"You start working through some of that stuff, you start communicating across barriers and across borders," Rose said.
In 2018, Rose participated in the Global Art Project VII that took place in Senegal, Africa. It was the first time he had ever been to Africa and it moved him, both as a man and an artist.
"As a Black man in America, you know how I felt first time over the ocean, off the coast of the motherland? Crying, you all," Rose said. "Beautiful, beautiful moment."
The Global Art Project, over the years, has brought hundreds of mixed-media artists from dozens of countries together to make art both individually and together. The residency program has been held in several different countries, where the artists are able to immersive themselves in the local culture. Rose said it provides artists a chance to test their artistic limits and experiment.
"Break the rules. Use ketchup and soda. Why do you have to use paint?" asked Rose, who made a piece using coffee and graphite when at GAP VII. "Try different stuff, see what happens."
The Global Art Project is also a great example of the importance of travel, not just for artists. Rose urged the Ridgewater students to use their money for travel instead of the latest electronic gadget or vehicle. Travel not only broadens the mind but also can create opportunities, connections, options and different perspectives.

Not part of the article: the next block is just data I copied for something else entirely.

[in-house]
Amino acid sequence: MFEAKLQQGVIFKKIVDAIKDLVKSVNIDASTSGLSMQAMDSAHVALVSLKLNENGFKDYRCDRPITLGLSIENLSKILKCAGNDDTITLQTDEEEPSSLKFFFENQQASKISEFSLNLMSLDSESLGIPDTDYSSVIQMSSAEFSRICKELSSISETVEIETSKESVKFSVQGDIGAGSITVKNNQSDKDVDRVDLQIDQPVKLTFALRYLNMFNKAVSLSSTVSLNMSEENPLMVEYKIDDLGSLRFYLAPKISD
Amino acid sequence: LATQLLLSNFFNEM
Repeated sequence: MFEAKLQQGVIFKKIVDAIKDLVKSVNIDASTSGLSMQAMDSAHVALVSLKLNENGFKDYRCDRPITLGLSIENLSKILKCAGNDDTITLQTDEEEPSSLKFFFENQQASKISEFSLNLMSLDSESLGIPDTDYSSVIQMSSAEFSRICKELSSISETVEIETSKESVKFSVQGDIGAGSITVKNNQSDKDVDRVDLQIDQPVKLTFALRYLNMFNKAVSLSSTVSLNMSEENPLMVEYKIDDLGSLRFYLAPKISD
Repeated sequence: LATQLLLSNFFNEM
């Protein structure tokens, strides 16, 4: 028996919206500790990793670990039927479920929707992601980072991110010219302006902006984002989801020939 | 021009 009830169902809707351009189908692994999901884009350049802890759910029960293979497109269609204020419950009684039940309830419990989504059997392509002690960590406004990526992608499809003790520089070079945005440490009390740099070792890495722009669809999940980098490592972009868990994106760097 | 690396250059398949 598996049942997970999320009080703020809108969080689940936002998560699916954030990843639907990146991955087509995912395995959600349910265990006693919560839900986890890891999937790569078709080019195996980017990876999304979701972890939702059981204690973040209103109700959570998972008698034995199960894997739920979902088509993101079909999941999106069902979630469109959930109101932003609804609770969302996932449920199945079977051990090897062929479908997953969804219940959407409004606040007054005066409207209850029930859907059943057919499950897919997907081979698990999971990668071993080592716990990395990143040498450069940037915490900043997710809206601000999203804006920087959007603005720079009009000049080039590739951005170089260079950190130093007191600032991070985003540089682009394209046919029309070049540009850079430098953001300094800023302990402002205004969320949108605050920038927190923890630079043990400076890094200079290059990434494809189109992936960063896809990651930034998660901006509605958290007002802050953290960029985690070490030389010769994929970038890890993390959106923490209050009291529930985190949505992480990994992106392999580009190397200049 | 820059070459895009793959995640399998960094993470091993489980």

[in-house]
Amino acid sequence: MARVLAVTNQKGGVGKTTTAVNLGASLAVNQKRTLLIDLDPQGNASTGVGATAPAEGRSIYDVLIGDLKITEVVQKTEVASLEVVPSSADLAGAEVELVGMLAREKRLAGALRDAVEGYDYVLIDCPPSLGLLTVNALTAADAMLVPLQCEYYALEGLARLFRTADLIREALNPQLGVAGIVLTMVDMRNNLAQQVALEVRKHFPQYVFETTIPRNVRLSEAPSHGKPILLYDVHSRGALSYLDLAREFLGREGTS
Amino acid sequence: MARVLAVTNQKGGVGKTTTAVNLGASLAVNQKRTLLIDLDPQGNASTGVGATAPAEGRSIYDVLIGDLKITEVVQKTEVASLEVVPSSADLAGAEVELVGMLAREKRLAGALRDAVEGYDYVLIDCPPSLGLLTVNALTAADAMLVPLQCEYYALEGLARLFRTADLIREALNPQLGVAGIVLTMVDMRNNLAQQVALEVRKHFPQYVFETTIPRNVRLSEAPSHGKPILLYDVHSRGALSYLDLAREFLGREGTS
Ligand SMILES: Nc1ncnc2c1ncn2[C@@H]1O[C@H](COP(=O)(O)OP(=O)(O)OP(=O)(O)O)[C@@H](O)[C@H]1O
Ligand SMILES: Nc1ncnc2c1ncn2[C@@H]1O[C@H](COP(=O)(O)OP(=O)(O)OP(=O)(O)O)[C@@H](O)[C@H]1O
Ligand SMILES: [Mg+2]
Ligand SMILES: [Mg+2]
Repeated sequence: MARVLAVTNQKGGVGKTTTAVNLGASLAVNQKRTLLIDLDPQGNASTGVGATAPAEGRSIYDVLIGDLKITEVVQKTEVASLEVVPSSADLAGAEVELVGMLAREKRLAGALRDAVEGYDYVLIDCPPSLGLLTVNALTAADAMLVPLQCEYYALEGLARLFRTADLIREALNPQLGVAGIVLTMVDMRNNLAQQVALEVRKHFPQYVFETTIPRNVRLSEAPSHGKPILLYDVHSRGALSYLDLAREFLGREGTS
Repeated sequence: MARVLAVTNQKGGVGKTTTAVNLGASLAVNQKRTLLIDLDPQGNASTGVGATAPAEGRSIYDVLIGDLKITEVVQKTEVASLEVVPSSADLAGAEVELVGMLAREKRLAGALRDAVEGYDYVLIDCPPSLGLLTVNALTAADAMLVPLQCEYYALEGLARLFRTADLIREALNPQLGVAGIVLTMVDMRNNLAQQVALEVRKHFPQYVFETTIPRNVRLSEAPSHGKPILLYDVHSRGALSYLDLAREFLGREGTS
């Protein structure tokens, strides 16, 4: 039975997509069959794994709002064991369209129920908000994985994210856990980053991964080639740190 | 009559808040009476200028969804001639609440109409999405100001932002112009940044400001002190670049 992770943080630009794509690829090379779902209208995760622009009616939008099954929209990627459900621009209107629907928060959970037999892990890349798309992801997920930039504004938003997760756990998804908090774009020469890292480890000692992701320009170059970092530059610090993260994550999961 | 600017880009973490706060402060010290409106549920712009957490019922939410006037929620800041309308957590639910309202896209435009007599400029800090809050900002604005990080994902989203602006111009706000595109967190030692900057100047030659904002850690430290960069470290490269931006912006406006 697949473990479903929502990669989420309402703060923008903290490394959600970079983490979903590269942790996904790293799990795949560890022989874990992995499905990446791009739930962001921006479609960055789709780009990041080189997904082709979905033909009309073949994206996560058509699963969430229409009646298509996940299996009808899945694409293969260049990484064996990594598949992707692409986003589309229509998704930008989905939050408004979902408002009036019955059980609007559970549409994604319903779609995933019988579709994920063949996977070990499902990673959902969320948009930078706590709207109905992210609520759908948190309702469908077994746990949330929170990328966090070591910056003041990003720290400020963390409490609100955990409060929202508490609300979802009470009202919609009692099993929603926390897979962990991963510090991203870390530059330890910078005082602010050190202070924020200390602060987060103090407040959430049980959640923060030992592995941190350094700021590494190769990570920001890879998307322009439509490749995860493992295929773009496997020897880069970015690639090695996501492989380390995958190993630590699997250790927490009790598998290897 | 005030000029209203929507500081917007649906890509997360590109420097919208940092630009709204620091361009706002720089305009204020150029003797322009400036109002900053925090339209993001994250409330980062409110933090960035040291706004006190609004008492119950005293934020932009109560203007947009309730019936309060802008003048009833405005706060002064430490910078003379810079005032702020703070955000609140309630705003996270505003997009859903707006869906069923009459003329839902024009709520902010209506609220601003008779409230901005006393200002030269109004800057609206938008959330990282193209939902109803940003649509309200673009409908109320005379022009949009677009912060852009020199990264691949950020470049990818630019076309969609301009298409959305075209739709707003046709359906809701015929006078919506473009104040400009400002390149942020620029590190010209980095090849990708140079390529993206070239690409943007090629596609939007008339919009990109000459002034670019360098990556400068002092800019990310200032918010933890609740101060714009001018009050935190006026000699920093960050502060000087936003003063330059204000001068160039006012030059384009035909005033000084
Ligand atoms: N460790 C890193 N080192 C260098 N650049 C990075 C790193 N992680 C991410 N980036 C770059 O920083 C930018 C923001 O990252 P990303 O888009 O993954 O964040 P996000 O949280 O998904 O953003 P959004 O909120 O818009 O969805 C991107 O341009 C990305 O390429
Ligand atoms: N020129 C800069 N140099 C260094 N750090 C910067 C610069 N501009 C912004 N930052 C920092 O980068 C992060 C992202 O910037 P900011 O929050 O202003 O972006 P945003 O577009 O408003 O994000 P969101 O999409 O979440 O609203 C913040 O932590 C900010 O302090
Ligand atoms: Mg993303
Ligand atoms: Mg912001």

"You are going to get a lot more out of travel," Rose said. "You'd be surprised how loving the world is than what they teach you."
From that trip to Africa, Rose was inspired to create a show that focused on the underrepresented Black abstract artists from the Midwest. He curated the exhibit "Take Root Among the Stars," held at the Soo Visual Arts Center in Minneapolis this past summer. Artists from around the country contributed pieces that represented the Black experience.
Rose wanted the exhibit to showcase how important it is to invest in not only the Black artistic community, but also Indigenous, other people of color, woman and various minority communities.
"Most of the good stuff did not come from dead European guys, I hate to tell you all," Rose said.
With his art, Rose hopes to challenge people's preconceptions of not only modern art, but also of different cultures, races and experiences. He wants people to question and challenge their own lives.
"I am trying to question, culturally, our reality," Rose said.
Rose likes to play with both the simplicity and complexities of art, which can be found throughout art history. For example, Rose's piece "Pigs Feet and Ox Tails" is a discussion around cultural and religious differences.
"Pollock just didn't throw paint," Rose said.
Rose has found that art is a good way to engage difficult and controversial ideas because it can be done in a way that isn't so direct or hard-hitting. It is also an opportunity for different viewpoints to be given the spotlight.
"I'm literally telling you I am messing with people, but it is in a proper, healthy way," Rose said. "I would rather mess with them this way, where they question their world and change for the better, than me feeling like I have to fight and get violent."